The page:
Why I’m Running my First Marathon at Age 59
I’m 58 years old (59 this summer), and in the past few years, have fallen in love with running. Because it doesn’t take the coordination skills of other sports, for me, it’s “easy.” I gave up on softball after trying to field ground balls with bifocals. I used to play a lot of golf, but appreciate not having to search for lost balls.
Running is also convenient. You can do it almost any time, any place, with others or alone, and you can make it as competitive or casual as you wish.
There’s also the celebrity factor: I can watch Joe Mauer and Glen Perkins play baseball but during the Olympics this summer I can tell people I ran in the same race as Jared Ward and Amy Cragg last year.
Sometimes I say I’m in a desperate battle against old age. But when I’m walking gingerly on sore feet, I remind myself, “How much worse would I feel if I didn’t run?”
That’s a question I’m going to have to answer a few times this year as I tackle my first marathon.
Let Me Tell You How I Got Here
In the spring of 2010, when we returned from a vacation, I was 199 pounds, felt awful, and hated bending down to tie my shoes. Before then, I ran sporadically (a half-mile here and there), but never serious.
This time, I was able to settle into a habit of regularly running (actually jogging) a 1.5-mile loop outside our rural home in Mayer Minnesota, as well as eating moderate meals with no snacking in between.
Within a few months, I lost 30 pounds and felt tremendously better, increasing to two laps (3 miles) later that year. My daughter, Chelsea, is a dedicated runner and encouraged me to try a race. “I don’t want to pay to run in public,” was the excuse I always gave her.
The following year, she found a free 5k nearby. So, on her 25th birthday, without having to pay, I gave it a try.
I was Hooked!
That fall, I read in our local newspaper, results of local people who ran in the Twin Cities 10-Mile and Marathon. I knew a few of them personally. I was intrigued with the idea of running from the Metrodome/Vikings Stadium to the Capitol. Thinking that if I could run 3 miles, I could surely do 10, I proposed (to my daughter) taking that on next. “If I’m going to pay to run in public, it might as well be with 10,000 people, not just a few dozen.”
Unfortunately, we didn’t make it to the Twin Cities 10-Mile in 2012, but we trained all year and reached our 10-mile race goal at White Bear Lake’s Bear Water Run.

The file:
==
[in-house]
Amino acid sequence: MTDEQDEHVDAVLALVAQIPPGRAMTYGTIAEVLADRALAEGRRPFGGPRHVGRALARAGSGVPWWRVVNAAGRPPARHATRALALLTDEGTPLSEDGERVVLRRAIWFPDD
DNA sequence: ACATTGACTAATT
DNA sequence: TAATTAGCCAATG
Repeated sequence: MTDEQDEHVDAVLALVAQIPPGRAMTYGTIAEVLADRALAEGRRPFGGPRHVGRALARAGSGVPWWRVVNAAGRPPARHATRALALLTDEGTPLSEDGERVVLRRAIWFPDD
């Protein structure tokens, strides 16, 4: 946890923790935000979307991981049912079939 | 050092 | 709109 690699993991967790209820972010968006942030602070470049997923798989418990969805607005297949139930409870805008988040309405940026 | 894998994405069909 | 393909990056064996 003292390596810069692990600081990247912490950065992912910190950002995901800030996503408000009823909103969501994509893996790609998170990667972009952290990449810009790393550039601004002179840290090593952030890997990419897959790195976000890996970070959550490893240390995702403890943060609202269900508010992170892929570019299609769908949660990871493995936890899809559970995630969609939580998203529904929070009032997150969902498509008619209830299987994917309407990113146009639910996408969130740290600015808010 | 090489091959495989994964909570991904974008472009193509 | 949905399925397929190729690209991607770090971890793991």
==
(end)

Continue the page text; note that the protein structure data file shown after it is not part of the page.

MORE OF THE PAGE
Along the way, I paid to run in several other races and became a fan following elite runners, both nationally and Team USA Minnesota.
In 2013, we did our first half marathon, and also got into the TC 10 Mile that fall. Shortly after, I noticed the results of the Loony Challenge, which started that year. In my age group, there were only two runners, and I was pretty sure I could have beaten both of them.
Now I was Definitely Hooked
Of course, by the next year, the Loony field grew and I ended up 4th of 11. That fall, I learned to run in the dark with a small flashlight, so I was able to keep running all winter and it made a world of difference.
At the Loony in 2015, I PR’ed all three events and cut my total time by almost 9 minutes, finishing 2nd of 12, but still 8 minutes behind the winner (congrats, Mark Goodman!).
That left me with a big question about what to do in 2016. I still dreamed of being the fastest “Loon” in my age group, but for the sake of variety and figuring there’s a better chance if I wait until I join the 60+ group, that left only one other obvious choice –
Running my First Marathon at Age 59!
I know I don’t have that many laps around the calendar remaining, and it does get more difficult each year, so I paid to run in public again.
As of this writing, there are about 7 months to go until the 2016 Medtronic Twin Cities Marathon. I figure there is about 1,000 or so miles worth of training. But I’ve already realized that the joy is not at the moment of crossing the finish line Sunday, Oct. 9, 2016, or even the few hours of the marathon itself.
Like a school graduation, the event itself is an acknowledgment of everything you did to get there.
Each day is a piece of the journey. Here we go!
A Few Tips
Whether you’re 19, 59, or 79, here are a few helpful tips I’ve learned along the way, that apply to runners of all ages and abilities.
- It’s easier to run every day than to decide every day.
- Don’t fight it when going against the wind – relax as much as possible and let the wind go around you. It’s a mental thing.
- Long runs are a great time to pray.
- No matter how good you think you are, there’s usually a 12-year-old who out-kicks you to the finish line.